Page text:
This Friday, September 20, 2013, marks the 34th annual observance of National Prisoner of War and Missing in Action Recognition Day in America.
Since our country’s beginnings, hundreds of soldiers, sailors and Marines who left their homes to fight America’s wars were imprisoned and held against their will by our enemies, or they never returned home; their fates, as yet, unknown.
Roughly 16 million Americans served in World War II, and at the end of the war 79,000 were missing. Today, 73,000 from World War II remain missing and unaccounted for.
In the Vietnam War’s aftermath, over 2,500 Servicemembers were missing and their families pressed the government for action. While the military continued its efforts to locate and account for all of the missing, a joint resolution of Congress and a presidential proclamation by President Jimmy Carter called on the nation to remember those who had not returned home and pronounced July 18, 1979 as the first National POW/MIA Recognition Day in the U.S.
…to rekindle the memory of the sacrifices these individuals have made for their country.
This special day of remembrance was established to “honor those Americans who have been prisoners of war and those listed as missing in action…and to rekindle the memory of the sacrifices these individuals have made for their country and our indebtedness to them.”
This annual commemorative day was originally held in April or July, until 1986, when it was observed on the third Friday in September for the first time. The designated day for the national recognition is determined each year by a joint resolution of Congress, followed by a Presidential proclamation and has been observed in late September since 1986.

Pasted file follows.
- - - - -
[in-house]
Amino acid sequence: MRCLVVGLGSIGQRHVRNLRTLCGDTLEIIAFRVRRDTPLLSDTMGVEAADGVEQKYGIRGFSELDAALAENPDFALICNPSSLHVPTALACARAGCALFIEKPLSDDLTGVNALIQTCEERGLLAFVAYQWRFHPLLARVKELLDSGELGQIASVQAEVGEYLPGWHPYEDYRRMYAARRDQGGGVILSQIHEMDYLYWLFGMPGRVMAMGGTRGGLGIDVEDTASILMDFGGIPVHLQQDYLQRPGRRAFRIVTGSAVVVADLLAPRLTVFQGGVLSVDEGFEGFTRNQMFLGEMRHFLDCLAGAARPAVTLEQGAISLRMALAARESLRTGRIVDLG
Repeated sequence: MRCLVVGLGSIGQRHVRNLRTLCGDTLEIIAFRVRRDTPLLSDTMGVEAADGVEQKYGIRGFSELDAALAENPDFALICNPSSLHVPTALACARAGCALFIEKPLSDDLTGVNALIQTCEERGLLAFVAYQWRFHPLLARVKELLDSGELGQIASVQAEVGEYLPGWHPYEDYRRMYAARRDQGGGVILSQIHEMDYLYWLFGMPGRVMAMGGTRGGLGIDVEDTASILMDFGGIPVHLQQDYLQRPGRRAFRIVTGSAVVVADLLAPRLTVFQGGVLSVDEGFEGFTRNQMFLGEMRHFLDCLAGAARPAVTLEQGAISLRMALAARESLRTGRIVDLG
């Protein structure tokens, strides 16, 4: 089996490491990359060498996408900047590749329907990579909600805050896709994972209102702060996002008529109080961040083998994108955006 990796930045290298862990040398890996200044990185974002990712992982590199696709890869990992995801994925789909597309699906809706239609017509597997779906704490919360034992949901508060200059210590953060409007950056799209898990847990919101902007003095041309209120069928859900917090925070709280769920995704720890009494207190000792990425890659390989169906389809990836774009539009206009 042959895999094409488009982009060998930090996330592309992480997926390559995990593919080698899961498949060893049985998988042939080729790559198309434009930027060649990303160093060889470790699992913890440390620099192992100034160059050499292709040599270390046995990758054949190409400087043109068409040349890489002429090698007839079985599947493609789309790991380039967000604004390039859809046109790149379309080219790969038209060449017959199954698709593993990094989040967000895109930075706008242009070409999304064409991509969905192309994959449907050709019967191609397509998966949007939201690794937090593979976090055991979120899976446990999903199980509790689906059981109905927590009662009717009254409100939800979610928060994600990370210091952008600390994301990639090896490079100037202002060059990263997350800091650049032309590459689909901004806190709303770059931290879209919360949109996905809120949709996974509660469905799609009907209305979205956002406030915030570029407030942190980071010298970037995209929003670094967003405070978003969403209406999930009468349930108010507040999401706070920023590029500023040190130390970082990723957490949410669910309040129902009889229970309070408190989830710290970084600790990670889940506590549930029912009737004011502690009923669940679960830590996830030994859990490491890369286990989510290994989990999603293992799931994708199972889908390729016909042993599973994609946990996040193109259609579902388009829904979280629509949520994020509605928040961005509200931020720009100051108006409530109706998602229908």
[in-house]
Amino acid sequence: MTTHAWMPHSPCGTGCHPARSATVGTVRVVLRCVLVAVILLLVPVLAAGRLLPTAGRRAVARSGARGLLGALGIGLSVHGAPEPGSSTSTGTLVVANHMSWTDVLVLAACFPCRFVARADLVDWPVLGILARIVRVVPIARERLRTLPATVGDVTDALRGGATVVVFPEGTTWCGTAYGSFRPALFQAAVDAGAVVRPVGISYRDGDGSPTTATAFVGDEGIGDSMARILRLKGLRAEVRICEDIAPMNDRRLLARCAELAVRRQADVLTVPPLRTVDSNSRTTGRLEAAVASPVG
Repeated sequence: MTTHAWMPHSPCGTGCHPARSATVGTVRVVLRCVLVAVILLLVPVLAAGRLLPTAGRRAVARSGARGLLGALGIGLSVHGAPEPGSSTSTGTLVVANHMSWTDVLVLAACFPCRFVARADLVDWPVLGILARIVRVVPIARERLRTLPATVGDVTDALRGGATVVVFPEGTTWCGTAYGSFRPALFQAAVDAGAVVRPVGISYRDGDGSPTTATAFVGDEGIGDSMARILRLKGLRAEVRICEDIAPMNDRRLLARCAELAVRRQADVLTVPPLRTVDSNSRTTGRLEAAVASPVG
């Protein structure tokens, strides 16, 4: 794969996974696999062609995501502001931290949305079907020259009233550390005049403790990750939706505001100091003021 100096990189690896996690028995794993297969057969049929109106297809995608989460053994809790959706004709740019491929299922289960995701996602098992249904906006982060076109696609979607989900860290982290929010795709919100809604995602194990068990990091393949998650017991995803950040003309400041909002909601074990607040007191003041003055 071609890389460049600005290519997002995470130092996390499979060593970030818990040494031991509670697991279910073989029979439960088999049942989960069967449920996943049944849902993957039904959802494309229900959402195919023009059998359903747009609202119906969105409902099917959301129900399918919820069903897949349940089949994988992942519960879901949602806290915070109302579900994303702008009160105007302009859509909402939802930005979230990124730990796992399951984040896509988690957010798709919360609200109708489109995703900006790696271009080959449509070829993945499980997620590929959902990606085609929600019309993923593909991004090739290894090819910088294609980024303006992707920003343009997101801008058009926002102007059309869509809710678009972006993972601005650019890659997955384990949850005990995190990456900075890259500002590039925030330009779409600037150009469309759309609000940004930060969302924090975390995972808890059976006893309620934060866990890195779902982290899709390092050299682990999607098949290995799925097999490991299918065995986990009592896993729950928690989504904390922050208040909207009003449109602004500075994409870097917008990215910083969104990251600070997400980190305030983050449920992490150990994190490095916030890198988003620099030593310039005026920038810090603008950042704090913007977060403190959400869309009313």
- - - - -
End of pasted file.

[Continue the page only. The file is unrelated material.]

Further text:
Many VA medical centers will be holding special ceremonies this week to honor POW/MIA Americans. Find your local VA facility here.
The first mention of a POW/MIA flag was made in the March 14, 1983 proclamation by President Ronald Reagan: “On April 9, 1983, a POW/ MIA Flag will fly over the White House, the Departments of State and Defense and the Veterans Administration as a symbol of our unswerving commitment to resolving the fate of all servicemen still missing.”
Two years later, the 1985 annual proclamation requested display of the POW/MIA flag at the Vietnam Veterans Memorial on Memorial Day and Veterans Day. In 1988, display of the POW/MIA flag was expanded to the Selective Service System headquarters.
The National League of Families’ POW/MIA flag became an official national symbol in 1990.
In 2001, President George W. Bush expanded the POW/MIA flag requirement to all military installations and in 2009 President Barack Obama added U.S. post offices.
You can read about the history of the POWMIA flag here.
In our modern era, many former prisoners of war walk among us on a daily basis and we call them “Veterans.” They represent us in Congress, we work alongside them and they are part of our own families. For the families and friends of approximately 83,580 soldiers, sailors, Marines and aviators who have not returned from war, their silent, yet hopeful vigil continues as they await news of their missing loved ones.